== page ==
Kenneth L. Brigham (died June 18, 2022, at 82), a pulmonologist who worked for the U.S. Public Health Service in Phoenix, Arizona (1968-1971) and researched and worked with disease outbreaks in multiple populations, including dengue fever in Puerto Rico, tuberculosis in the Havasupai Nation at the bottom of the Grand Canyon, and diarrheal disease among the White Mountain Apache. In 1973, he became a faculty member at Vanderbilt School of Medicine (Nashville), and in 2002, he joined the faculty of Emory University (Atlanta) and helped found the Emory/Georgia Tech Predictive Health Institute.
Israel L. Burch (died July 19, 2022, at 49) was a 20-year veteran of NIH Fire and Rescue Services and was Acting Fire Chief of the NIH Fire Department.
Maurice B. Burg (died April 24, 2022, at age 91) was a Scientist Emeritus in the Renal Cellular and Molecular Biology Section in the National Heart, Lung, and Blood Institute (NHLBI). He came to NIH as a Postdoctoral Fellow in 1957 and later became Chief of NHLBI’s Laboratory of Kidney and Electrolyte Metabolism. He demonstrated that it was possible to isolate the kidney’s renal tubules that together determine the aggregate function of the kidney. His work in defining the kidney-transport mechanism, which is responsible for regulation of body acid-base balance, became the foundation for an understanding of kidney function that underlies much of contemporary nephrology.
C. Thomas “Tom” Caskey (died January 13, 2022, at 83) is renowned for his characterization of the HPRT gene and identification of its mutations in patients with Lesch-Nyhan syndrome, and his discovery of a novel genetic mechanism for human disease involving expansion of unstable trinucleotide repeats, such as those in of fragile X syndrome and myotonic dystrophy. When he was a medical student at Duke University (Durham, North Carolina), he did research with James B. Wyngaarden, who later became the Director of NIH (1982-1989). In 1965, Caskey came to NIH as a Research Associate “Yellow Beret” during the Vietnam War, joining the lab of Marshall Nirenberg, who received the Nobel Prize in Physiology or Medicine in 1968. In 1971, Caskey left NIH to initiate a program in genetics at Baylor College of Medicine (Houston).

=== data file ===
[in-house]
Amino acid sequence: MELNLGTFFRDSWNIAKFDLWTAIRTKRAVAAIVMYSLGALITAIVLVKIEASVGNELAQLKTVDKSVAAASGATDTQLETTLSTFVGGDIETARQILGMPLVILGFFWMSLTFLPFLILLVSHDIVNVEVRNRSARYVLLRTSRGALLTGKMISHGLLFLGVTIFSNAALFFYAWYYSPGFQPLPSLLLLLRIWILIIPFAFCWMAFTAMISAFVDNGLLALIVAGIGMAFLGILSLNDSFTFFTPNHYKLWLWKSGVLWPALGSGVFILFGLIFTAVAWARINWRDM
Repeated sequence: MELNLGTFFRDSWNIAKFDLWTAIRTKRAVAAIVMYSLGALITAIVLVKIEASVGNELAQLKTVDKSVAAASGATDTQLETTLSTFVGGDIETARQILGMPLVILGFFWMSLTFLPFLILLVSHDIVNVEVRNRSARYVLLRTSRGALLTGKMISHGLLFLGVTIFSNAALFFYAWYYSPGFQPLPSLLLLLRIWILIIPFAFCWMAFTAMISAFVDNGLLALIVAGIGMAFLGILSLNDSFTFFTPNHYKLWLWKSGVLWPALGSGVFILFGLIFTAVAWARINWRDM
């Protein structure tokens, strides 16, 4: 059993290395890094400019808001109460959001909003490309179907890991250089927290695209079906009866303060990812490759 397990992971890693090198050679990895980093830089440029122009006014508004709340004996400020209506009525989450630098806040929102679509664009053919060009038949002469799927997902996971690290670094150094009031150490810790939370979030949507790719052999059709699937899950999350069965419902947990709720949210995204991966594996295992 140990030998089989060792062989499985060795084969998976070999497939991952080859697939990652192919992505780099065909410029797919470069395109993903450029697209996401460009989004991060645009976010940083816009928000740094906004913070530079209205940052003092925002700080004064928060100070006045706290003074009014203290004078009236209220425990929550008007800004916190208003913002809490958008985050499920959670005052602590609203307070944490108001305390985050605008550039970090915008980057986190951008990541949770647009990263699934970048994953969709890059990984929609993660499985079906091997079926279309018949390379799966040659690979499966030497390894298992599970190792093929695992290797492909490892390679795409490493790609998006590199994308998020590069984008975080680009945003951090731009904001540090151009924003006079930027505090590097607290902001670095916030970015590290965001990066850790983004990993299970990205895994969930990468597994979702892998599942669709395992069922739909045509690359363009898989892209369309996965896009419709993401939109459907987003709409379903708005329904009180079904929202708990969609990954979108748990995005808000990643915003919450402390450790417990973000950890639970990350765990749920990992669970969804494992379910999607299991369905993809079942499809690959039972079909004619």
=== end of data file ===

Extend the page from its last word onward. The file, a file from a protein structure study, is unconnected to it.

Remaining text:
Homer D. Chalifoux (died September 8, 2022, at 88) began his career as a biomedical engineer at NIH and developed an improved dialysis machine.
Richard N. Dexter (died April 23, 2022, at 88) interrupted his medical residency to spend two years as a Research Associate in the Laboratory of Metabolism in the National Heart Institute, and as a Senior Assistant Surgeon in the U.S. Public Health Service. In 1967, he joined the faculty of the Indiana University School of Medicine (Indianapolis) and worked there for 48 years until his retirement in 2015.
Lois J. Dienes (died September 18, 2022, at 81) worked as a nurse at NIH and elsewhere during her career.
Harry Ettinger (died December 12, 2022, at 88) worked in the U.S. Public Health Service and NIH before moving to the Los Alamos National Laboratory (Los Alamos, New Mexico) in 1961, where he spent 36 years in positions ranging from Field Industrial Hygienist to Acting Deputy Division Leader.
Paul Farmer (died February 21, 2022, in Rwanda, at 62) was a global health leader, physician, medical anthropologist, Harvard professor, author, and longtime friend of NIH. He spent decades expanding health care access and providing medical care to the world’s poorest, underserved populations. In 1987 he cofounded the nonprofit Partners in Health, which today operates in 12 countries across Africa, Latin America, Central Asia, and the United States.
Mary C. Fraser (died March 5, 2022, at 70) was a Clinical Research Nurse Specialist in the National Cancer Institute’s Division of Cancer Epidemiology and Genetics (NCI-DCEG) and a Commissioned Officer in the U.S. Public Health Service. She worked with cancer-prone families; pioneered the central role of nurses in long-term studies of families at increased risk of cancers; and was a nationally acknowledged expert in the long-term effects of cancer therapy. She served NCI-DCEG for nearly three decades before retiring in 2018.